• In certain conditions macrolides, including roxithromycin, have the potential to prolong the QT interval. Therefore, roxithromycin should be used with caution in patients with congenital prolongation of the QT interval, with ongoing proarrhythmic conditions (i.e. uncorrected hypokalemia or hypomagnesaemia, clinically significant bradycardia), and in patients receiving Class IA and III antiarrhythmic agents.

4. Myasthenia Gravis
  • As with other macrolides, roxithromycin may have the potential to aggravate the myasthenia gravis.

5. Skin Conditions
  • Cases of severe bullous skin reactions such as Stevens Johnson Syndrome (SJS) or Toxic Epidermal Necrosis (TEN) have been reported with roxithromycin. If symptoms or signs of SJS or TEN (e.g. progressive skin rash often with blisters or mucosal lesions) are present, roxithromycin treatment should be discontinued.

6. Ergotism
  • Severe vasoconstriction (“ergotism”) with possibly necrosis of the extremities has been reported when macrolides antibiotics have been associated with vasoconstrictive ergot alkaloids. Absence of treatment by these alkaloids must always be checked before prescribing roxithromycin.

7. Use in hepatic impairment
  • The safety of roxithromycin has not been demonstrated in patients with impaired hepatic function. Caution should be exercised if roxithromycin is administered to patients with impaired hepatic function. If administered to patients with severely impaired hepatic function (e.g. hepatic cirrhosis with jaundice and/or ascites), consideration should be given to reducing the daily dosage to half the usual dosage.
  • Neutropenia was observed in children treated with roxithromycin. 31.6% of 402 children in clinical trials had a neutrophil count below the lower limit of the normal range (3,500/mm3) at the conclusion of therapy with roxithromycin. Of these, 4% had a neutrophil count of less than 1,500/mm3 and 1.2% had a count of less than 1,000/mm3. It is not known whether this is an effect of the drug, or whether it reflects a normal fluctuation of the neutrophil count or a response to infection in children.

8. Use in Renal Impairment
  • Renal excretion of roxithromycin and its metabolites accounts for a small percentage of an oral dose. The dosage should be kept unchanged in renal insufficiency.

9. Use in the Elderly
  • No dosage adjustment is required in elderly patients.

10. Paediatric use
  • In young animal studies, high oral doses of roxithromycin were associated with bone growth plate abnormalities. However no abnormalities were observed in the animals at doses resulting in unbound plasma roxithromycin concentrations that were 10 to 15 times higher than the unbound concentration measured in children receiving the therapeutic dose.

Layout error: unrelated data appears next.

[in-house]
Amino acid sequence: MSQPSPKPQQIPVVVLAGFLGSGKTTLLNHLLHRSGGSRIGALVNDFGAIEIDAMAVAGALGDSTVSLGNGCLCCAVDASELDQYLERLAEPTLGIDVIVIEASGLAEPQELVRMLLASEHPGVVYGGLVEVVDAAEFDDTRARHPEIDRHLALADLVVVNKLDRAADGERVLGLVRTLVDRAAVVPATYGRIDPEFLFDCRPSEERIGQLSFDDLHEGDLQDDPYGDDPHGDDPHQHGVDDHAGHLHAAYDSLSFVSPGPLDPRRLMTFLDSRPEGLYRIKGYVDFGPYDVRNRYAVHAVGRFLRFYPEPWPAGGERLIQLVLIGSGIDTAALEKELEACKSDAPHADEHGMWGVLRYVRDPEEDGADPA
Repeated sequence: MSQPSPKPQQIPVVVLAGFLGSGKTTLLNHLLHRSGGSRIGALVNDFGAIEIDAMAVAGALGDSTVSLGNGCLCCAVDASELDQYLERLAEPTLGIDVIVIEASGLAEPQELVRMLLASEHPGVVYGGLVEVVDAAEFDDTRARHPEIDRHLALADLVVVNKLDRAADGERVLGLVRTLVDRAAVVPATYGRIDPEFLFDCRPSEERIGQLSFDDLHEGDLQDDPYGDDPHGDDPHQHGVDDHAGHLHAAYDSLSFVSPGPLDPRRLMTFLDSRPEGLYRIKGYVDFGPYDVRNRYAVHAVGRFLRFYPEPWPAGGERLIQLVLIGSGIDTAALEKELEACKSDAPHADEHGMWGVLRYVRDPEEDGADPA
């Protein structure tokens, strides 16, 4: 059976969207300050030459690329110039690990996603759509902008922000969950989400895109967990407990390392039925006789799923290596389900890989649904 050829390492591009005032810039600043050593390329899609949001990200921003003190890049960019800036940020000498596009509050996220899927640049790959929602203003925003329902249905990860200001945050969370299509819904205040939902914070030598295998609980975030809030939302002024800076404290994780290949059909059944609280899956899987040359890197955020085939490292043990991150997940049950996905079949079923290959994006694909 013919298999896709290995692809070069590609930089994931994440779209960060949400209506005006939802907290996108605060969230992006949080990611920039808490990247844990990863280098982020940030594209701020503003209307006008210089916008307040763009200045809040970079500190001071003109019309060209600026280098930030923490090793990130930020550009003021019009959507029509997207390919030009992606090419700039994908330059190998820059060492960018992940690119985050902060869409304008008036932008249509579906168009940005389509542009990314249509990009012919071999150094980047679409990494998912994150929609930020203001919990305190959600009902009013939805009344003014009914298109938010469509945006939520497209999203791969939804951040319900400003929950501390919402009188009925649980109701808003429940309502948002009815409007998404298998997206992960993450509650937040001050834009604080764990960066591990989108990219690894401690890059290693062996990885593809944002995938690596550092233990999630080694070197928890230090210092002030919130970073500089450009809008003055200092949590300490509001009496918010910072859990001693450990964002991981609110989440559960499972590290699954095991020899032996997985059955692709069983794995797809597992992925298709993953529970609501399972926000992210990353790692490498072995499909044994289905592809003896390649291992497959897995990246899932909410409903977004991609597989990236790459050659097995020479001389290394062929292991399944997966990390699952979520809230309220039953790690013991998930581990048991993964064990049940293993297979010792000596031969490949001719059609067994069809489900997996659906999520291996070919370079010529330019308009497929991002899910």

• The maintenance of such safety margins is primarily dependent on high affinity binding of roxithromycin to plasma alpha-1-acid glycoprotein and will be compromised by any circumstances attenuating the extent of this binding. It is recommended that the approved paediatric dosage regimen (i.e. 5 to 8 mg/kg/day for a maximum of ten days) be adhered to strictly.

11. Effects on Laboratory Tests
  • No data available.

Roxithromycin has a much lower affinity for cytochrome P450 than erythromycin, and consequently has fewer interactions. Interactions may be observed, however, with drugs that bind to alpha-1-acid glycoprotein, such as disopyramide.
Roxithromycin does not appear to interact with oral contraceptives containing oestrogens and progestogens, prednisolone, carbamazepine, ranitidine or antacids.

1. Theophylline
  • A study in normal subjects concurrently administered roxithromycin and theophylline has shown some increase in the plasma concentration of the latter. While a change in dosage is usually not required, patients with high levels of theophylline at commencement of treatment should have levels monitored.

2. Theophylline and Cyclosporin
  • A slight increase in plasma concentrations of theophylline or cyclosporin A has been observed. This does not generally necessitate altering the usual dosage.

3. Ergot Alkaloids
  • Reactions of ergotism with possible peripheral necrosis have been reported after concomitant therapy of macrolides with vasoconstrictive ergot alkaloids, particularly ergotamine and dihydroergotamine. Because a clinical interaction with roxithromycin cannot be excluded, administration of roxithromycin to patients taking ergot alkaloids is contraindicated. Absence of treatment with these alkaloids must always be checked before prescribing roxithromycin.

4. Disopyramide
  • An in vitro study has shown that roxithromycin can displace protein bound disopyramide; such an effect in vivo could result in increased serum levels of disopyramide. Consequently ECG and, if possible, disopyramide serum levels should be monitored.